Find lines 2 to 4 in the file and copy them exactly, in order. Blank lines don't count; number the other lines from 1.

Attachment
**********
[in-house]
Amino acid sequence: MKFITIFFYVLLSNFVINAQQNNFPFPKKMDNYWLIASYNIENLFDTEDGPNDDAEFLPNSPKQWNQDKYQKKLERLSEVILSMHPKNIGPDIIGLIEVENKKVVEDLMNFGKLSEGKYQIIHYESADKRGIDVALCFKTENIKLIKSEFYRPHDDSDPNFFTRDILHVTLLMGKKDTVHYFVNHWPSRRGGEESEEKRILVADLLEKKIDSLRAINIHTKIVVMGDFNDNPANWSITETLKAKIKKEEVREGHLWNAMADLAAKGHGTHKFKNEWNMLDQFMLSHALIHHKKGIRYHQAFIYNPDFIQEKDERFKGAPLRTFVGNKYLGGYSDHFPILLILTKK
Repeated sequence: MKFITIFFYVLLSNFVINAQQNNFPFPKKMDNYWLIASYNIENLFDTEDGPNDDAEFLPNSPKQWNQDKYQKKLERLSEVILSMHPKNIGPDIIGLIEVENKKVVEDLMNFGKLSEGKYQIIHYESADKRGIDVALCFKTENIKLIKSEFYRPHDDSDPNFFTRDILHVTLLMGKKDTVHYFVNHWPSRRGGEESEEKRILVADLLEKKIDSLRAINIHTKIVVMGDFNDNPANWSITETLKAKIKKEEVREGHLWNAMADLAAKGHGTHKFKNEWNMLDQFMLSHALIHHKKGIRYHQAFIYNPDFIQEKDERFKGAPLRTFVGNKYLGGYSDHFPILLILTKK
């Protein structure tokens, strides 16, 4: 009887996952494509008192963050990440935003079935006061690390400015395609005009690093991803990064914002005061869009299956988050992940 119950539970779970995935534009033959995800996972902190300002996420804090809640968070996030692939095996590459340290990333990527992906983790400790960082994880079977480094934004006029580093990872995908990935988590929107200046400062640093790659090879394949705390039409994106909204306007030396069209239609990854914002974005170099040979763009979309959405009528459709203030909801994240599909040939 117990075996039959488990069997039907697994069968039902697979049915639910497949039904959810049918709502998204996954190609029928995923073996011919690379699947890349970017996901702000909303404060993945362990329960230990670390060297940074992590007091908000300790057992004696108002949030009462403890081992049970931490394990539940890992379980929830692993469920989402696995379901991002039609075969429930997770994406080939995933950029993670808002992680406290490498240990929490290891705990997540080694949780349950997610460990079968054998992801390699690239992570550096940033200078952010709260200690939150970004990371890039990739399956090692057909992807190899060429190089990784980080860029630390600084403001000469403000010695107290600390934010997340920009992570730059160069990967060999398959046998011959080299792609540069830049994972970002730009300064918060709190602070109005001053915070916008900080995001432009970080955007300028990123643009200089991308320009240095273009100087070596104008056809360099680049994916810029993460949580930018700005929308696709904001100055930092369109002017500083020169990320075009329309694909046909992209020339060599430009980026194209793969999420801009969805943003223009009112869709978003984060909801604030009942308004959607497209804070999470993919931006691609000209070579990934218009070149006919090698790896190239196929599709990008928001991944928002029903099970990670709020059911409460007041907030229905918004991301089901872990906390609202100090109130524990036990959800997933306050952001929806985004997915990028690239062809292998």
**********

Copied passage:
Amino acid sequence: MKFITIFFYVLLSNFVINAQQNNFPFPKKMDNYWLIASYNIENLFDTEDGPNDDAEFLPNSPKQWNQDKYQKKLERLSEVILSMHPKNIGPDIIGLIEVENKKVVEDLMNFGKLSEGKYQIIHYESADKRGIDVALCFKTENIKLIKSEFYRPHDDSDPNFFTRDILHVTLLMGKKDTVHYFVNHWPSRRGGEESEEKRILVADLLEKKIDSLRAINIHTKIVVMGDFNDNPANWSITETLKAKIKKEEVREGHLWNAMADLAAKGHGTHKFKNEWNMLDQFMLSHALIHHKKGIRYHQAFIYNPDFIQEKDERFKGAPLRTFVGNKYLGGYSDHFPILLILTKK
Repeated sequence: MKFITIFFYVLLSNFVINAQQNNFPFPKKMDNYWLIASYNIENLFDTEDGPNDDAEFLPNSPKQWNQDKYQKKLERLSEVILSMHPKNIGPDIIGLIEVENKKVVEDLMNFGKLSEGKYQIIHYESADKRGIDVALCFKTENIKLIKSEFYRPHDDSDPNFFTRDILHVTLLMGKKDTVHYFVNHWPSRRGGEESEEKRILVADLLEKKIDSLRAINIHTKIVVMGDFNDNPANWSITETLKAKIKKEEVREGHLWNAMADLAAKGHGTHKFKNEWNMLDQFMLSHALIHHKKGIRYHQAFIYNPDFIQEKDERFKGAPLRTFVGNKYLGGYSDHFPILLILTKK
């Protein structure tokens, strides 16, 4: 009887996952494509008192963050990440935003079935006061690390400015395609005009690093991803990064914002005061869009299956988050992940 119950539970779970995935534009033959995800996972902190300002996420804090809640968070996030692939095996590459340290990333990527992906983790400790960082994880079977480094934004006029580093990872995908990935988590929107200046400062640093790659090879394949705390039409994106909204306007030396069209239609990854914002974005170099040979763009979309959405009528459709203030909801994240599909040939 117990075996039959488990069997039907697994069968039902697979049915639910497949039904959810049918709502998204996954190609029928995923073996011919690379699947890349970017996901702000909303404060993945362990329960230990670390060297940074992590007091908000300790057992004696108002949030009462403890081992049970931490394990539940890992379980929830692993469920989402696995379901991002039609075969429930997770994406080939995933950029993670808002992680406290490498240990929490290891705990997540080694949780349950997610460990079968054998992801390699690239992570550096940033200078952010709260200690939150970004990371890039990739399956090692057909992807190899060429190089990784980080860029630390600084403001000469403000010695107290600390934010997340920009992570730059160069990967060999398959046998011959080299792609540069830049994972970002730009300064918060709190602070109005001053915070916008900080995001432009970080955007300028990123643009200089991308320009240095273009100087070596104008056809360099680049994916810029993460949580930018700005929308696709904001100055930092369109002017500083020169990320075009329309694909046909992209020339060599430009980026194209793969999420801009969805943003223009009112869709978003984060909801604030009942308004959607497209804070999470993919931006691609000209070579990934218009070149006919090698790896190239196929599709990008928001991944928002029903099970990670709020059911409460007041907030229905918004991301089901872990906390609202100090109130524990036990959800997933306050952001929806985004997915990028690239062809292998």